Part 2 – Create a shared aspiration for innovation & set quantitative targets

It is not good enough to just have sky high aspiration. Executives need to set concrete and actionable targets to achieve superior innovation performance.

Written by Morten Benn
February 17th, 2021

In our last article we highlighted 8 innovation essentials, a collection of attributes and behaviours that underpin superior innovation performance. Companies who are able to master at least 5 have shown to surpass their competition that just muddles along. In this article we will take a deep dive into the first of the 8 essentials-  “aspiration”.

While certainly all essentials are equally important, we recommend starting with “aspire”. Why? Simply, because without a guiding star and defined targets your innovation efforts will be at random and most likely fail.  In our experience, most companies have understood that innovation is critical for growth. However, much fewer have tied innovation into their overall strategy and defined clear actions and specific goals that hold all leaders accountable in the same way, as to meeting their budgets. 

What some executives get wrong is that innovation is not just about creativity and generating ideas. At its heart, it is a resource-allocation problem. It is not enough to have good will and sky-high aspirations. What is needed are people, budget and management attention to support the best innovation projects as well as qualitative and quantitative targets for all business leaders.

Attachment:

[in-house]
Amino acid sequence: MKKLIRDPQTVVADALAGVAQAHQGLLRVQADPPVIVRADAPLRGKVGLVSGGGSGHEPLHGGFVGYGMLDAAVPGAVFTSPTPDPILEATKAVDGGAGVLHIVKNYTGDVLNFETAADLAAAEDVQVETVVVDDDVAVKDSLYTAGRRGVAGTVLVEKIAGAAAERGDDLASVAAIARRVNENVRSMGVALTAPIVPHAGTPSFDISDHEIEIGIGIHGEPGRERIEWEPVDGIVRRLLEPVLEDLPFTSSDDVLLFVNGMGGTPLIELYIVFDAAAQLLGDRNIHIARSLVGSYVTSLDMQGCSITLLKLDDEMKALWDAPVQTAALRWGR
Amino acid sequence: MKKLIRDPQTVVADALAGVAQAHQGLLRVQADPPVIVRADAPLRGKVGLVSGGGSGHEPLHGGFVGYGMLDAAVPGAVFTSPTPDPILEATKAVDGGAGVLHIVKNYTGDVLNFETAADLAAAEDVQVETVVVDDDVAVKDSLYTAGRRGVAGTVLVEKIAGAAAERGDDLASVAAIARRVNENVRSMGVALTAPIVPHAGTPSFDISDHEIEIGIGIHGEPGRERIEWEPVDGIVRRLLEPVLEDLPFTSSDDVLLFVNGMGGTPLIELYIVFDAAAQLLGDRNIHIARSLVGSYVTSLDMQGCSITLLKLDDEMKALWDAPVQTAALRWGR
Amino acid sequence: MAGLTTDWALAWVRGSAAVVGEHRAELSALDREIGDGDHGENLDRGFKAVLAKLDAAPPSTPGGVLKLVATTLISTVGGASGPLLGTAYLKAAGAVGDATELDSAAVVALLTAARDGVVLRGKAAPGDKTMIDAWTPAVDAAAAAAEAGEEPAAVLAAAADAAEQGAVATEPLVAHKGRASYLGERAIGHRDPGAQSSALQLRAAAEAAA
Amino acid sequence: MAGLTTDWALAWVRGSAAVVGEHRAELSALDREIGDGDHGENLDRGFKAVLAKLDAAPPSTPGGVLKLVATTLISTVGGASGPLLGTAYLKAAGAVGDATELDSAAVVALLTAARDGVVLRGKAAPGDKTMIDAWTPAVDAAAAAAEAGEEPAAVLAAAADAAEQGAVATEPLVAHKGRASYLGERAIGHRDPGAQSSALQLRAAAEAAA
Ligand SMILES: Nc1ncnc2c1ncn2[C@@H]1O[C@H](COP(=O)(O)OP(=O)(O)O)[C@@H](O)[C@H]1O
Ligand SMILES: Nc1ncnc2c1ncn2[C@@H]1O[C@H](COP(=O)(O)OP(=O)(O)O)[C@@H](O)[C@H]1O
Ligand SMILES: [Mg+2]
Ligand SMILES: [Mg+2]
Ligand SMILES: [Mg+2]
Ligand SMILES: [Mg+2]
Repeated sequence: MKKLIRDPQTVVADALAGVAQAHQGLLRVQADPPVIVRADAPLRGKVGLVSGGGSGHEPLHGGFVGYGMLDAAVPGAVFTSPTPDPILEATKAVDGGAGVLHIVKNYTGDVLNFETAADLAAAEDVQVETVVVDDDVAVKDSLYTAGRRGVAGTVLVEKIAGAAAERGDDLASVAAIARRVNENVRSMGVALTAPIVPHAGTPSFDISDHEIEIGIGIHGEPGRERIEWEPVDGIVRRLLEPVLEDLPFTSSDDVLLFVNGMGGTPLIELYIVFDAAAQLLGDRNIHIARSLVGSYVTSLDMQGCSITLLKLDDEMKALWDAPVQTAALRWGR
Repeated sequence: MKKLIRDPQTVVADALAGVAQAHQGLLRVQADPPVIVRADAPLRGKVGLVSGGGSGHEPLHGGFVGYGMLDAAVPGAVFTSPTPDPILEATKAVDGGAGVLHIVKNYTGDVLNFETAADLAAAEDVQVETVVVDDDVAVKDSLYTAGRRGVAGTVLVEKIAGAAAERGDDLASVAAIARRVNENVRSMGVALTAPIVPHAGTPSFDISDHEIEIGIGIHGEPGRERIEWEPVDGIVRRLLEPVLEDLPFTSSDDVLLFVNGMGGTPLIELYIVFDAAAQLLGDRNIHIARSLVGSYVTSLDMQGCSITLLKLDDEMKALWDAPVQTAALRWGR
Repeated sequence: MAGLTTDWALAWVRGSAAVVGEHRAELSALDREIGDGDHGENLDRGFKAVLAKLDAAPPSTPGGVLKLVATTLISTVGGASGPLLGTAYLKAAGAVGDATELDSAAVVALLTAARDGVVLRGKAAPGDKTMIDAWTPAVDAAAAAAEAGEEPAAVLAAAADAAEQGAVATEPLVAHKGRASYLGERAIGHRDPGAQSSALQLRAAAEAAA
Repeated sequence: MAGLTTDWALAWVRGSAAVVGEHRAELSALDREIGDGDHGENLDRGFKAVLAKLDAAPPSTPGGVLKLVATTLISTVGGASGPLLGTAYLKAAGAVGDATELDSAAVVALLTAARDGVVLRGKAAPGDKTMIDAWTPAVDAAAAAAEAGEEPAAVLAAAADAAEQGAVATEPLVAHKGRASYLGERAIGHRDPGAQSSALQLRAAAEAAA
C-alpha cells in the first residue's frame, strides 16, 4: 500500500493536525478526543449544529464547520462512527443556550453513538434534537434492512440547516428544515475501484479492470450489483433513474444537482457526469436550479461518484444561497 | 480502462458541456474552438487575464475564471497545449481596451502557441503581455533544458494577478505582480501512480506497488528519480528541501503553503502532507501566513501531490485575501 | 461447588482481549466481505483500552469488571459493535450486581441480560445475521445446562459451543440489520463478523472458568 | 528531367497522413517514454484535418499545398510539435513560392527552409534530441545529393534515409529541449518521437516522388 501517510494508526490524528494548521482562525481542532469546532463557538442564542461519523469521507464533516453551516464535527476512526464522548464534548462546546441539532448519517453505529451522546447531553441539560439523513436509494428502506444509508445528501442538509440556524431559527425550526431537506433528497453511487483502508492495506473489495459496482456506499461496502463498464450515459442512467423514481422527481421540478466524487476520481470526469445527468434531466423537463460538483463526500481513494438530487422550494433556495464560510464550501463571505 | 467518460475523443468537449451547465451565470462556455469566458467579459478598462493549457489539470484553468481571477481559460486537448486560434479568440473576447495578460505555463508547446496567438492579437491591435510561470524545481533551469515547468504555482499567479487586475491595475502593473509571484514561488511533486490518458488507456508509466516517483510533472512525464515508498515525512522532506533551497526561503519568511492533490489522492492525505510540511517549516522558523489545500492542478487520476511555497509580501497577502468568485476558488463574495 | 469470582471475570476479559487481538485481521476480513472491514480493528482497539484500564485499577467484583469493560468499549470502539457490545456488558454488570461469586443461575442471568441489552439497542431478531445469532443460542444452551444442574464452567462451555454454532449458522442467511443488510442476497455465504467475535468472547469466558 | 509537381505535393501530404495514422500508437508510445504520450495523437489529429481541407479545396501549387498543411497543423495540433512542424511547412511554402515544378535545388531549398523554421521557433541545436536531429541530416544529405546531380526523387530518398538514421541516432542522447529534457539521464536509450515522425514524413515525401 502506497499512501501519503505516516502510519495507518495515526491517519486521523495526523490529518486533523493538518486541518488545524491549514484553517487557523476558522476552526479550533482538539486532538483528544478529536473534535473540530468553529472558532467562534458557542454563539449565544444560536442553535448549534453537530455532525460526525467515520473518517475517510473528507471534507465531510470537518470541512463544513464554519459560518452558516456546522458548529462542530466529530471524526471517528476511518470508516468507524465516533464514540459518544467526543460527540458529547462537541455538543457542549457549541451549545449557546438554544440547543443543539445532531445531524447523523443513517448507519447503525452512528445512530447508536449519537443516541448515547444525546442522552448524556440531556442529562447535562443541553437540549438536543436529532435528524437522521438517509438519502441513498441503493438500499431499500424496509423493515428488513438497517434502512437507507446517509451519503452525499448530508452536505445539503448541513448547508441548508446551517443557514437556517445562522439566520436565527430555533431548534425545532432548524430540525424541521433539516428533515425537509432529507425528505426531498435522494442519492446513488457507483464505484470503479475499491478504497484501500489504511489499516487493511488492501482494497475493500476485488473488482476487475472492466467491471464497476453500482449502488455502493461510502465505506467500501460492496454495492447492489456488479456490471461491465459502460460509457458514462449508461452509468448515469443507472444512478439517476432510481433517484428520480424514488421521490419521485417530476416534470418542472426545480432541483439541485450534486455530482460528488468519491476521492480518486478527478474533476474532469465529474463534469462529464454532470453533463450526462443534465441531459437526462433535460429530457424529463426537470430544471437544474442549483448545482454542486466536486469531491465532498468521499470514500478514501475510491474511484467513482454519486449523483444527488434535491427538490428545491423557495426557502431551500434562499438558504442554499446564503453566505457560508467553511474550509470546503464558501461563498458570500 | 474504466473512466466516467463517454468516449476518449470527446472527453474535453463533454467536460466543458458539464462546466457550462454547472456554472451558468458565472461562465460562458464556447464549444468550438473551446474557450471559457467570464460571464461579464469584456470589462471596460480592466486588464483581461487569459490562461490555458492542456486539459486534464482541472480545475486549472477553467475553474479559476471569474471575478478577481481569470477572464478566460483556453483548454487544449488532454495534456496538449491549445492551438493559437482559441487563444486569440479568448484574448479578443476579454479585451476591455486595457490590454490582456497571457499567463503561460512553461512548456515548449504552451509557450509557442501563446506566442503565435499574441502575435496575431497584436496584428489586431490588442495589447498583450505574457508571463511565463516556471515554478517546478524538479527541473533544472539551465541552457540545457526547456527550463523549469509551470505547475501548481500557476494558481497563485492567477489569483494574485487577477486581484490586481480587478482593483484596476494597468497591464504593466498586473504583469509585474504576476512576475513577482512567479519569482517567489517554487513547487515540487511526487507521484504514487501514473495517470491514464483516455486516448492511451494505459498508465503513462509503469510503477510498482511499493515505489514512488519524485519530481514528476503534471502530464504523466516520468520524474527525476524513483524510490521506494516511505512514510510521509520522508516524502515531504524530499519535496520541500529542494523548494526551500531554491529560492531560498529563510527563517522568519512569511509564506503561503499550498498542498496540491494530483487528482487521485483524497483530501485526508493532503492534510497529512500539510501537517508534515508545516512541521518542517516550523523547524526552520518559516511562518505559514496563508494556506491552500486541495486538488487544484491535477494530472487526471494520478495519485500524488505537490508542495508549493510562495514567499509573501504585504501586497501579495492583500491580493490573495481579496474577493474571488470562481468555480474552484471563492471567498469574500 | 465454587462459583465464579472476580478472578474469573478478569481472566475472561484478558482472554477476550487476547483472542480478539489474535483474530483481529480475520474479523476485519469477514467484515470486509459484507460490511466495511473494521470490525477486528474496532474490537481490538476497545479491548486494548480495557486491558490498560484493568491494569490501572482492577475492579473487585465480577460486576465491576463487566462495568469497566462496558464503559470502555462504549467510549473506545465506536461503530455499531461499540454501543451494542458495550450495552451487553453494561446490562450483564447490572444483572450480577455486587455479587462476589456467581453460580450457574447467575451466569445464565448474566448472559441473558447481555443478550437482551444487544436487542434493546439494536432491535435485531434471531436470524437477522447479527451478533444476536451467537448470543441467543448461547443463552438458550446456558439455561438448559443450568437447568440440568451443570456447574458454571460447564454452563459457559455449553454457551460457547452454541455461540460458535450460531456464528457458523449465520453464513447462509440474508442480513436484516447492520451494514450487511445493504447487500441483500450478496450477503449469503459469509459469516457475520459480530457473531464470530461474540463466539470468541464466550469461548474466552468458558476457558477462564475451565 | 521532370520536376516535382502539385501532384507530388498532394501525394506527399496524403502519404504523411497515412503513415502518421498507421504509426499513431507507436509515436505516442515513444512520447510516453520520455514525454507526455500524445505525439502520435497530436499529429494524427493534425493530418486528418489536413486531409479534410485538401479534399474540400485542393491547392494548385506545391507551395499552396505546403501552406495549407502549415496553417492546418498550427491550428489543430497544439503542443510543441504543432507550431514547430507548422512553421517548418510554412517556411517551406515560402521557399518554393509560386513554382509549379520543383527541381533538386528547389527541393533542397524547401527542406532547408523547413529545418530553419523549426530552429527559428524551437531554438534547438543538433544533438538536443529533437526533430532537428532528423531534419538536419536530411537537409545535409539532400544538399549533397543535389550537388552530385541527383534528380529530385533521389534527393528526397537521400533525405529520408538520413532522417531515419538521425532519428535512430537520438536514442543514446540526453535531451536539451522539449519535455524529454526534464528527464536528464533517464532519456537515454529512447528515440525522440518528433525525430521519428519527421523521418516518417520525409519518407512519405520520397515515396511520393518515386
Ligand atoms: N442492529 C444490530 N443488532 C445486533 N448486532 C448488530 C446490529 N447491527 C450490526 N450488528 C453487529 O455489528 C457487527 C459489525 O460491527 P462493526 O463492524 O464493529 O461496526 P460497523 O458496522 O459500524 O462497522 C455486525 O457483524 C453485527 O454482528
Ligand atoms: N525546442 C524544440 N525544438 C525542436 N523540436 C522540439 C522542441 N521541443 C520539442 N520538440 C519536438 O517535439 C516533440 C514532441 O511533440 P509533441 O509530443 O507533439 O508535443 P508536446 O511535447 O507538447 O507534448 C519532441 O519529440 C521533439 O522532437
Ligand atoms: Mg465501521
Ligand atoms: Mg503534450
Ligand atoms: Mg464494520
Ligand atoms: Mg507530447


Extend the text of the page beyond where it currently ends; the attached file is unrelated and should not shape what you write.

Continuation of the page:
In 1961 J.F. Kennedy not only voiced his grand vision to land men on the Moon and return them safely to Earth by the end of the decade, but at the same time he also backed it up by allocating the necessary resources and manpower to pull it off. Executives need to do the same if they want to succeed with their innovation aspirations. 

 

Aspiration is just the start

We have argued why setting the aspiration is key starting point for a better innovation performance. But how can you as innovation manager convince the executive board to also commit to it and allocate the necessary resources? First, you need to make sure you get a ticket to the executive board meeting. We recommend starting with an assessment and description of the current state of innovation. This will give the executive board a finger on the pulse and provide them with a good foundation to discuss how to improve. 


Here is an example what the assessment could look like:



1. Online questionnaire

An online survey, incl. open-ended questions, to get a representative picture of the “state of innovation” and gathering insights from the organisation


2. Semi-structured interviews with key stakeholders and managers

Get an in-depth understanding of the current situation and a managerial perspective


3. Analysis of the last 3-5 innovation projects

Understand what worked and what could be better

 

Additionally, it is always beneficial to present benchmarks and best practices as well as suggest possible key actions. This often leads to an agreement on a shared aspiration but also an initial discussion on cascaded targets. 

 

 

Translate aspiration into shared quantifiable targets

Armed with a shared aspiration for innovation and a series of follow-up meetings, the innovation management will have overall growth targets and a clear innovation strategy roadmap on how to achieve it. 

In the following we give a concrete example from one of our clients to illustrate how you could break down the overall target for growth:

1. Market Momentum